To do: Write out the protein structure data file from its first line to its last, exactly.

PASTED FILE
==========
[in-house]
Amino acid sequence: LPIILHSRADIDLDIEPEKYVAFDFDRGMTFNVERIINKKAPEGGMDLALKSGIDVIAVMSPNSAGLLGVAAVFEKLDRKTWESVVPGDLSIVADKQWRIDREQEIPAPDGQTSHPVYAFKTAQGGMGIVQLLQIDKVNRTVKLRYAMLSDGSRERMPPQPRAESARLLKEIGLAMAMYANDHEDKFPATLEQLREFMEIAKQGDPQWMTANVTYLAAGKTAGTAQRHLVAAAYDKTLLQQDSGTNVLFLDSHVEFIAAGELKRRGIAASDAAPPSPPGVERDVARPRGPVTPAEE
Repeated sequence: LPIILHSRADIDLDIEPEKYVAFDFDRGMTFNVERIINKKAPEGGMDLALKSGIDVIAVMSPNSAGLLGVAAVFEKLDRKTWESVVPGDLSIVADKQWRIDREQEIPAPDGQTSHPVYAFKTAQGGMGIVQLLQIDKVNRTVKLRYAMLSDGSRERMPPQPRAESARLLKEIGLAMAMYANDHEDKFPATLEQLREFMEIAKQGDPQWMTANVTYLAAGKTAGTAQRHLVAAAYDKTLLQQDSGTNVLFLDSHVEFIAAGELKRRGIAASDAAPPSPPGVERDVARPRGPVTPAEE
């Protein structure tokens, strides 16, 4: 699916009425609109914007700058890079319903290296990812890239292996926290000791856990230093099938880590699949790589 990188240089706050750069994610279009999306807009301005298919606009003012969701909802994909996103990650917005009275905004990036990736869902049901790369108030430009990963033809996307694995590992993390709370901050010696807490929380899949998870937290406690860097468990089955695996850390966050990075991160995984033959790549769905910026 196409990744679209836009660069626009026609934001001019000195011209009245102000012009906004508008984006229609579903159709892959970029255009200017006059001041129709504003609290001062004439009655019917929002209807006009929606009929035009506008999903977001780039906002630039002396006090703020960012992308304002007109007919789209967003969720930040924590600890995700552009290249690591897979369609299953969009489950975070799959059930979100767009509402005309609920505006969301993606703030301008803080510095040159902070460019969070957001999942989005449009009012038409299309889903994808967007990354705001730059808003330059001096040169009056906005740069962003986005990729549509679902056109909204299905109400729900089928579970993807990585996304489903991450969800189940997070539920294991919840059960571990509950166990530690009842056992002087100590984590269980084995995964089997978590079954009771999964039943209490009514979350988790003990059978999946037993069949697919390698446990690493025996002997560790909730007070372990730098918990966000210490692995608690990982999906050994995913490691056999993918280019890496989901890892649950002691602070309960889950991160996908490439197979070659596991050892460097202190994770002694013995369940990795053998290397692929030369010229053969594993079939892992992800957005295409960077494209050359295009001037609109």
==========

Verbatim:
[in-house]
Amino acid sequence: LPIILHSRADIDLDIEPEKYVAFDFDRGMTFNVERIINKKAPEGGMDLALKSGIDVIAVMSPNSAGLLGVAAVFEKLDRKTWESVVPGDLSIVADKQWRIDREQEIPAPDGQTSHPVYAFKTAQGGMGIVQLLQIDKVNRTVKLRYAMLSDGSRERMPPQPRAESARLLKEIGLAMAMYANDHEDKFPATLEQLREFMEIAKQGDPQWMTANVTYLAAGKTAGTAQRHLVAAAYDKTLLQQDSGTNVLFLDSHVEFIAAGELKRRGIAASDAAPPSPPGVERDVARPRGPVTPAEE
Repeated sequence: LPIILHSRADIDLDIEPEKYVAFDFDRGMTFNVERIINKKAPEGGMDLALKSGIDVIAVMSPNSAGLLGVAAVFEKLDRKTWESVVPGDLSIVADKQWRIDREQEIPAPDGQTSHPVYAFKTAQGGMGIVQLLQIDKVNRTVKLRYAMLSDGSRERMPPQPRAESARLLKEIGLAMAMYANDHEDKFPATLEQLREFMEIAKQGDPQWMTANVTYLAAGKTAGTAQRHLVAAAYDKTLLQQDSGTNVLFLDSHVEFIAAGELKRRGIAASDAAPPSPPGVERDVARPRGPVTPAEE
């Protein structure tokens, strides 16, 4: 699916009425609109914007700058890079319903290296990812890239292996926290000791856990230093099938880590699949790589 990188240089706050750069994610279009999306807009301005298919606009003012969701909802994909996103990650917005009275905004990036990736869902049901790369108030430009990963033809996307694995590992993390709370901050010696807490929380899949998870937290406690860097468990089955695996850390966050990075991160995984033959790549769905910026 196409990744679209836009660069626009026609934001001019000195011209009245102000012009906004508008984006229609579903159709892959970029255009200017006059001041129709504003609290001062004439009655019917929002209807006009929606009929035009506008999903977001780039906002630039002396006090703020960012992308304002007109007919789209967003969720930040924590600890995700552009290249690591897979369609299953969009489950975070799959059930979100767009509402005309609920505006969301993606703030301008803080510095040159902070460019969070957001999942989005449009009012038409299309889903994808967007990354705001730059808003330059001096040169009056906005740069962003986005990729549509679902056109909204299905109400729900089928579970993807990585996304489903991450969800189940997070539920294991919840059960571990509950166990530690009842056992002087100590984590269980084995995964089997978590079954009771999964039943209490009514979350988790003990059978999946037993069949697919390698446990690493025996002997560790909730007070372990730098918990966000210490692995608690990982999906050994995913490691056999993918280019890496989901890892649950002691602070309960889950991160996908490439197979070659596991050892460097202190994770002694013995369940990795053998290397692929030369010229053969594993079939892992992800957005295409960077494209050359295009001037609109």